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Publication Date



UM campus only

Embargo Period


Degree Type


Degree Name

Doctor of Philosophy (PHD)


Psychology (Arts and Sciences)

Date of Defense


First Committee Member

Matthias Siemer

Second Committee Member

Jutta Joormann

Third Committee Member

Heather Henderson

Fourth Committee Member

Michael McCullough

Fifth Committee Member

David Loewenstein


Psychological resilience implies the ability to adapt to changing life situations. The current study explored the cognitive processes that may promote real-life resilient outcomes (i.e. the experience of more positive and less negative affect) in response to daily stressors. Higher-level cognitive emotion regulation strategies (reappraisal and rumination) and lower-level executive function processes were investigated. It was hypothesized that use of reappraisal would moderate the relation between daily stress and positive mood, and use of rumination would moderate the association between daily stress and negative mood. It was expected that cognitive flexibility in processing affective material (i.e. flexible affective processing) would predict real-life resilient outcomes as well as use of emotion regulation strategies over and above other executive function processes. Undergraduates (N = 157) participated in a laboratory session and completed four computer tasks, including a traditional (non-affective) cognitive flexibility task, a flexible affective processing task with affective words, a novel flexible affective processing task with affective pictures, and a working memory task. Participants were then asked to complete a six-day diary study in which they were instructed to respond to items online each evening that assessed the following: mood at the end of the day, daily stress, and use of both reappraisal and rumination in response to the most unpleasant event of the day. Since data obtained from the current study included multiple daily observations nested within people, a multilevel random coefficient modeling (MRCM) approach was employed. As hypothesized, rumination use played a moderating role; high use of rumination exacerbated the effects of daily stress on negative mood whereas low use of rumination buffered the effects of stress on negative mood. Results demonstrated that use of reappraisal predicted positive mood regardless of the overall stress-level of the day. Overall performance on the flexible affective processing tasks was not associated with real-life resilient responses or use of emotion regulation strategies. Additional analyses (with the novel picture task) revealed, however, that the specific ability to quickly switch towards positive material predicted positive mood in daily life and the tendency to quickly switch away from positive stimuli predicted use of rumination in response to stress. Importantly, poor cognitive control in response to negative pictorial stimuli predicted negative mood; this association was mediated by the use of rumination. Limitations and future directions are addressed.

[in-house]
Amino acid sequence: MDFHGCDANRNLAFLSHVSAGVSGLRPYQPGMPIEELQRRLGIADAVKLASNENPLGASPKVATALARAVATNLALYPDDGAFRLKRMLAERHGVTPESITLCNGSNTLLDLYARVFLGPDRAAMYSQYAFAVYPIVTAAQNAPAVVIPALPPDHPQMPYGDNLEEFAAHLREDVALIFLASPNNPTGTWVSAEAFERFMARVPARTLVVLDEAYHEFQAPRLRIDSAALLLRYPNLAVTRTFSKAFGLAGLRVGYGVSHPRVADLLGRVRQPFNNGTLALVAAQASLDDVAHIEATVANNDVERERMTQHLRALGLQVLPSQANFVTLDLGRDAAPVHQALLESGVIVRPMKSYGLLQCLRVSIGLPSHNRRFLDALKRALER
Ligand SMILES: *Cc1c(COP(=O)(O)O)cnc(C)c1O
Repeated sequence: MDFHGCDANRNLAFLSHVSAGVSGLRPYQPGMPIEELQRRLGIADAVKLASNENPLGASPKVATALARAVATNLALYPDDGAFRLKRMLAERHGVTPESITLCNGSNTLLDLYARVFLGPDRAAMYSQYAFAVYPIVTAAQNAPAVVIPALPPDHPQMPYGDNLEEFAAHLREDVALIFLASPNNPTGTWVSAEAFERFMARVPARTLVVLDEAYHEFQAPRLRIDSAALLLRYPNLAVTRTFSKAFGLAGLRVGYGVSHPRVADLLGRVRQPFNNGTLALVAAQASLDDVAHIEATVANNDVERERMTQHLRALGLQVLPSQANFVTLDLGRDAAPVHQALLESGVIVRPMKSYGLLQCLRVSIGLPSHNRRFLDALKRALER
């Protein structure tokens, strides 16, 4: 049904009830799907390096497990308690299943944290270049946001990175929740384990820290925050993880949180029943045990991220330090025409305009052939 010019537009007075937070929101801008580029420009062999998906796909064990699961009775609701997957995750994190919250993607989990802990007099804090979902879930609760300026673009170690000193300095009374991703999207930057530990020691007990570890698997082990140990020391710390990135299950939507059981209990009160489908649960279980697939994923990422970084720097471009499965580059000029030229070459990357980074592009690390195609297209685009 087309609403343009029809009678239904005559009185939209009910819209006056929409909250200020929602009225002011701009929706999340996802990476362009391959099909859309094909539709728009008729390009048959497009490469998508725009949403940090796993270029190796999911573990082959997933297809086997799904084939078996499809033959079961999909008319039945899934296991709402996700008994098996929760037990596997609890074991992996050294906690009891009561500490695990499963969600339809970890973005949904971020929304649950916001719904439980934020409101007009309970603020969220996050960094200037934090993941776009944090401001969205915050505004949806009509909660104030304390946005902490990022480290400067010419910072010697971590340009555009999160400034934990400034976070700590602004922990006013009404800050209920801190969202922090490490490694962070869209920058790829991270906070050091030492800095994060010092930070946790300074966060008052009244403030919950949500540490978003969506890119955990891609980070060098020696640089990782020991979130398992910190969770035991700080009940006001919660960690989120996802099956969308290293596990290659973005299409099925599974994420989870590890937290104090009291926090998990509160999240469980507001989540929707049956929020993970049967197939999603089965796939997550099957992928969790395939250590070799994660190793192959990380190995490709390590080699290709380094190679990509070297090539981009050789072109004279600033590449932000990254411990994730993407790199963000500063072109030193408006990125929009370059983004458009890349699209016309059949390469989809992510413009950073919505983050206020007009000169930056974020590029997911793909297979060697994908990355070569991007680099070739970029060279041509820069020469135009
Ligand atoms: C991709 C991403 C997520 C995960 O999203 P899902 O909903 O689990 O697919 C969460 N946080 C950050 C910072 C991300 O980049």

Emotion regulation; resilience; reappraisal; rumination